- The Washington Times - Tuesday, February 2, 2021

Scores of House Republicans on Tuesday introduced legislation to reauthorize the Keystone XL pipeline, decrying President Biden’s day-one order canceling the project as “catastrophic for American workers and families.”

The Keystone XL Pipeline Construction and Jobs Preservation Act, cosponsored by 85 Republicans, would give the go-ahead to build and operate the pipeline while declaring that a presidential permit such as the one rescinded by Mr. Biden is no longer required.

“President Biden’s decision to stop construction of the Keystone Pipeline is catastrophic for American workers and families,” House Minority Leader Kevin McCarthy said in a statement. “Its impact on global climate change is negligible, but its consequences for workers, families, and energy independence are decidedly negative.”

Mr. Biden’s decision to pull the 2017 cross-border permit comes at an estimated cost of about 11,000 jobs as well as up to 60,000 indirect jobs along the route of the 1,179-mile pipeline extension aimed at running crude oil from Alberta, Canada, to Steele City, Nebraska.

Rep. Kelly Armstrong, North Dakota Republican, who sponsored the bill with Rep. Dusty Johnson, South Dakota Republican, called the permit cancelation “an attack on the way of life for thousands of people who rely on energy production to feed their families.”

Issued Jan. 20, the first day of his presidency, the KXL order came as part of Mr. Biden’s sweeping climate agenda aimed at achieving net-zero emissions in U.S. electricity generation by 2035 and economy-wide by 2050 to combat the “climate crisis.”

“In my view, we’ve already waited too long to deal with this climate crisis, and we can’t wait any longer,” Mr. Biden said last week. “We see it with our own eyes, we feel it, we know it in our bones.”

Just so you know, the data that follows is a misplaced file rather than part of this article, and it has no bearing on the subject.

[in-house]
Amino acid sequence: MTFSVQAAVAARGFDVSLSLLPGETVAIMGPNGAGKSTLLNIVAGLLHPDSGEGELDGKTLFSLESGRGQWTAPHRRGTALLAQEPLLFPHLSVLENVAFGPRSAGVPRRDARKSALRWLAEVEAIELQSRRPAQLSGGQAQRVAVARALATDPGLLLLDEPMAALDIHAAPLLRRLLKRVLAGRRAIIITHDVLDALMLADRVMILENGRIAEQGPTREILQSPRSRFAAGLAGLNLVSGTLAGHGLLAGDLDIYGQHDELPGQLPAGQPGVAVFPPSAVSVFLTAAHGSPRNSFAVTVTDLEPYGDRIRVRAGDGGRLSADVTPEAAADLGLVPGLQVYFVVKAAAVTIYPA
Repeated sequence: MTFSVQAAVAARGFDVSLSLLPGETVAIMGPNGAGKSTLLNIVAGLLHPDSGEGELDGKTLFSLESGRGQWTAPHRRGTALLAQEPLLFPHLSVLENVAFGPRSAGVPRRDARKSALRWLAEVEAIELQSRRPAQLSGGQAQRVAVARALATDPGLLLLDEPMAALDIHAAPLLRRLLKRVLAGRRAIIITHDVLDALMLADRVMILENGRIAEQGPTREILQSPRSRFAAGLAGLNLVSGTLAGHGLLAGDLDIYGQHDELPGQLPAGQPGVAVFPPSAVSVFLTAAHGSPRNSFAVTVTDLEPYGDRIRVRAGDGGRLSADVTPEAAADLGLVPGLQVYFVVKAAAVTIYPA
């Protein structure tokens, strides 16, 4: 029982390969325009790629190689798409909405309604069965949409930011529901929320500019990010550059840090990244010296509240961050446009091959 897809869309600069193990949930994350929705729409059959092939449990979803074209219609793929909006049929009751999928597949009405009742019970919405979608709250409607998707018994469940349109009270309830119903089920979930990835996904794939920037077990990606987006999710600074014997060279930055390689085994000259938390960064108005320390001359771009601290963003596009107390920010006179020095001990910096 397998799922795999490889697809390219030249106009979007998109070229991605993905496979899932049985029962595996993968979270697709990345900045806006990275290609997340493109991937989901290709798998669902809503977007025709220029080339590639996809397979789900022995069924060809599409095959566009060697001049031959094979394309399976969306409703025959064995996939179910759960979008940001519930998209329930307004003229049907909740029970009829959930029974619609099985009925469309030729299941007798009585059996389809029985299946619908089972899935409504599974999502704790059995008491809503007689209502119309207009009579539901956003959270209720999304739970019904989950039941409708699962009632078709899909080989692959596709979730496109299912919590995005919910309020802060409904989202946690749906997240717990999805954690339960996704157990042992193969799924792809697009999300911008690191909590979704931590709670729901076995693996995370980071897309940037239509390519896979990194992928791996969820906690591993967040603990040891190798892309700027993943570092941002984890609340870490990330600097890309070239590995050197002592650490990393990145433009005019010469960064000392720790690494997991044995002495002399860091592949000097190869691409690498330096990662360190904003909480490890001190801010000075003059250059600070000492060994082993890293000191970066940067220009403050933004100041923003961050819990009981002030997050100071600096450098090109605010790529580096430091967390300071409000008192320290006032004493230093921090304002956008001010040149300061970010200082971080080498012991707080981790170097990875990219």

With no Democratic cosponsors, the bill is unlikely to advance in the House unless it can win support from Democrats in oil-and-gas states positioned to benefit from the pipeline, which would have ultimately connected to an oil terminal in Illinois and Gulf of Mexico refineries.

House Minority Whip Steve Scalise, who represents Louisiana, an oil-and-gas hub, accused the Democratic president of causing “an all-out assault on American jobs” to “appease the most radical left base of his party.”

“Unfortunately, he chose to fire thousands of union workers, turn his back on our Canadian allies, and make our country more reliant on energy from countries that don’t like us, like Russia and OPEC nations,” Mr. Scalise said.

Canadian Prime Minister Justin Trudeau on Friday spoke with Mr. Biden and “raised Canada’s disappointment with the United States’ decision on the Keystone XL pipeline,” according to a statement from his office.

“The prime minister underscored the important economic and energy security benefits of our bilateral energy relationship as well as his support for energy workers,” the statement said.

Calgary-based TC Energy, the KXL’s developer, has already laid off about 1,000 workers on the pipeline, which was under construction.

Natural Law Energy, a $1 billion Keystone investor run by five Canadian tribes, said the day before Mr. Biden’s order that the cancelation would be “devastating” to Native communities.

• Valerie Richardson can be reached at vrichardson@washingtontimes.com.

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